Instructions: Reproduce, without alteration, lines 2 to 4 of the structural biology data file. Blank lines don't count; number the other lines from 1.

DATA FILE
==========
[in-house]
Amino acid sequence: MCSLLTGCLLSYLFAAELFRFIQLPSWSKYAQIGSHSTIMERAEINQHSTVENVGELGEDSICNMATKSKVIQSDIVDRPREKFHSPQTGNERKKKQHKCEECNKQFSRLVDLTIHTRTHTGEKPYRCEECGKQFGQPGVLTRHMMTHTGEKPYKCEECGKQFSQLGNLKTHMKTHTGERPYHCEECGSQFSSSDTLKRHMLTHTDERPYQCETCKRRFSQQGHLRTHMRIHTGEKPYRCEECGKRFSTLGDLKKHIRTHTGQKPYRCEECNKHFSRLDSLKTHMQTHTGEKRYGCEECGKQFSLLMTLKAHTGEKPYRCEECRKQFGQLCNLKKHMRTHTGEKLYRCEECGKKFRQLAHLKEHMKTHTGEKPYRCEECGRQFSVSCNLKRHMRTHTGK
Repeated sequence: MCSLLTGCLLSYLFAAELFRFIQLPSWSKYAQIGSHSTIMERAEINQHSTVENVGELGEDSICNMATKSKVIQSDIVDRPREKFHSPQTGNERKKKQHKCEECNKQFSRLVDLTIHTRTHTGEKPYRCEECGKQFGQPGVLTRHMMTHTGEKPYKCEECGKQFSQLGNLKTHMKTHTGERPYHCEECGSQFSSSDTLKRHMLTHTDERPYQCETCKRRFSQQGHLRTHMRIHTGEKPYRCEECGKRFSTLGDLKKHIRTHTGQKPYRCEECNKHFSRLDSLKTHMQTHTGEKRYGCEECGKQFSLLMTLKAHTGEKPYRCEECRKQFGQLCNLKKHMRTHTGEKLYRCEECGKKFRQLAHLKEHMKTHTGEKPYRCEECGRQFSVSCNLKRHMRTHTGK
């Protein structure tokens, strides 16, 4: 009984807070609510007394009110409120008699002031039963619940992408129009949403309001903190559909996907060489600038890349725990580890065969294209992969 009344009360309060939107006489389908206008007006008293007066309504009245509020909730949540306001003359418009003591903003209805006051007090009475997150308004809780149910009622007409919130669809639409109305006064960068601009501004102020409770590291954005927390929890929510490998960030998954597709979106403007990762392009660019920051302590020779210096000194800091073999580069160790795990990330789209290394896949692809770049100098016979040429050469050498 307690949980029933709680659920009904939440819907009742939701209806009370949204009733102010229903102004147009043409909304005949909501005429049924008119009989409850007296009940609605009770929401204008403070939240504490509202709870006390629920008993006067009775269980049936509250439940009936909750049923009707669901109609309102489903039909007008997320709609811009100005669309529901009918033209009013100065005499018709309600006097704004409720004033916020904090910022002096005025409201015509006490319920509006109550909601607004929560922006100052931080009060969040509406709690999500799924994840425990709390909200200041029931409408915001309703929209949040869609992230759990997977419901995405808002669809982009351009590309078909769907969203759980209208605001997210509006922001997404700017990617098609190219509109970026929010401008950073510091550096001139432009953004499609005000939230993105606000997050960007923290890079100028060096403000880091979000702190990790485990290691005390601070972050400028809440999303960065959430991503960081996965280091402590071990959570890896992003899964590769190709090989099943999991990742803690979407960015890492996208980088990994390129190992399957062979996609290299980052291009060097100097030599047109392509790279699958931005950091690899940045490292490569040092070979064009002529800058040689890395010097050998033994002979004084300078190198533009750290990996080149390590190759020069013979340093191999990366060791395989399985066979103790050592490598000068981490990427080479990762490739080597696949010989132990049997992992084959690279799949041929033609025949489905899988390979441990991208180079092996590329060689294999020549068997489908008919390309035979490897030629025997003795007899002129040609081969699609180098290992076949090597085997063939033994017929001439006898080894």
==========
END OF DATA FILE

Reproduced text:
Amino acid sequence: MCSLLTGCLLSYLFAAELFRFIQLPSWSKYAQIGSHSTIMERAEINQHSTVENVGELGEDSICNMATKSKVIQSDIVDRPREKFHSPQTGNERKKKQHKCEECNKQFSRLVDLTIHTRTHTGEKPYRCEECGKQFGQPGVLTRHMMTHTGEKPYKCEECGKQFSQLGNLKTHMKTHTGERPYHCEECGSQFSSSDTLKRHMLTHTDERPYQCETCKRRFSQQGHLRTHMRIHTGEKPYRCEECGKRFSTLGDLKKHIRTHTGQKPYRCEECNKHFSRLDSLKTHMQTHTGEKRYGCEECGKQFSLLMTLKAHTGEKPYRCEECRKQFGQLCNLKKHMRTHTGEKLYRCEECGKKFRQLAHLKEHMKTHTGEKPYRCEECGRQFSVSCNLKRHMRTHTGK
Repeated sequence: MCSLLTGCLLSYLFAAELFRFIQLPSWSKYAQIGSHSTIMERAEINQHSTVENVGELGEDSICNMATKSKVIQSDIVDRPREKFHSPQTGNERKKKQHKCEECNKQFSRLVDLTIHTRTHTGEKPYRCEECGKQFGQPGVLTRHMMTHTGEKPYKCEECGKQFSQLGNLKTHMKTHTGERPYHCEECGSQFSSSDTLKRHMLTHTDERPYQCETCKRRFSQQGHLRTHMRIHTGEKPYRCEECGKRFSTLGDLKKHIRTHTGQKPYRCEECNKHFSRLDSLKTHMQTHTGEKRYGCEECGKQFSLLMTLKAHTGEKPYRCEECRKQFGQLCNLKKHMRTHTGEKLYRCEECGKKFRQLAHLKEHMKTHTGEKPYRCEECGRQFSVSCNLKRHMRTHTGK
């Protein structure tokens, strides 16, 4: 009984807070609510007394009110409120008699002031039963619940992408129009949403309001903190559909996907060489600038890349725990580890065969294209992969 009344009360309060939107006489389908206008007006008293007066309504009245509020909730949540306001003359418009003591903003209805006051007090009475997150308004809780149910009622007409919130669809639409109305006064960068601009501004102020409770590291954005927390929890929510490998960030998954597709979106403007990762392009660019920051302590020779210096000194800091073999580069160790795990990330789209290394896949692809770049100098016979040429050469050498 307690949980029933709680659920009904939440819907009742939701209806009370949204009733102010229903102004147009043409909304005949909501005429049924008119009989409850007296009940609605009770929401204008403070939240504490509202709870006390629920008993006067009775269980049936509250439940009936909750049923009707669901109609309102489903039909007008997320709609811009100005669309529901009918033209009013100065005499018709309600006097704004409720004033916020904090910022002096005025409201015509006490319920509006109550909601607004929560922006100052931080009060969040509406709690999500799924994840425990709390909200200041029931409408915001309703929209949040869609992230759990997977419901995405808002669809982009351009590309078909769907969203759980209208605001997210509006922001997404700017990617098609190219509109970026929010401008950073510091550096001139432009953004499609005000939230993105606000997050960007923290890079100028060096403000880091979000702190990790485990290691005390601070972050400028809440999303960065959430991503960081996965280091402590071990959570890896992003899964590769190709090989099943999991990742803690979407960015890492996208980088990994390129190992399957062979996609290299980052291009060097100097030599047109392509790279699958931005950091690899940045490292490569040092070979064009002529800058040689890395010097050998033994002979004084300078190198533009750290990996080149390590190759020069013979340093191999990366060791395989399985066979103790050592490598000068981490990427080479990762490739080597696949010989132990049997992992084959690279799949041929033609025949489905899988390979441990991208180079092996590329060689294999020549068997489908008919390309035979490897030629025997003795007899002129040609081969699609180098290992076949090597085997063939033994017929001439006898080894």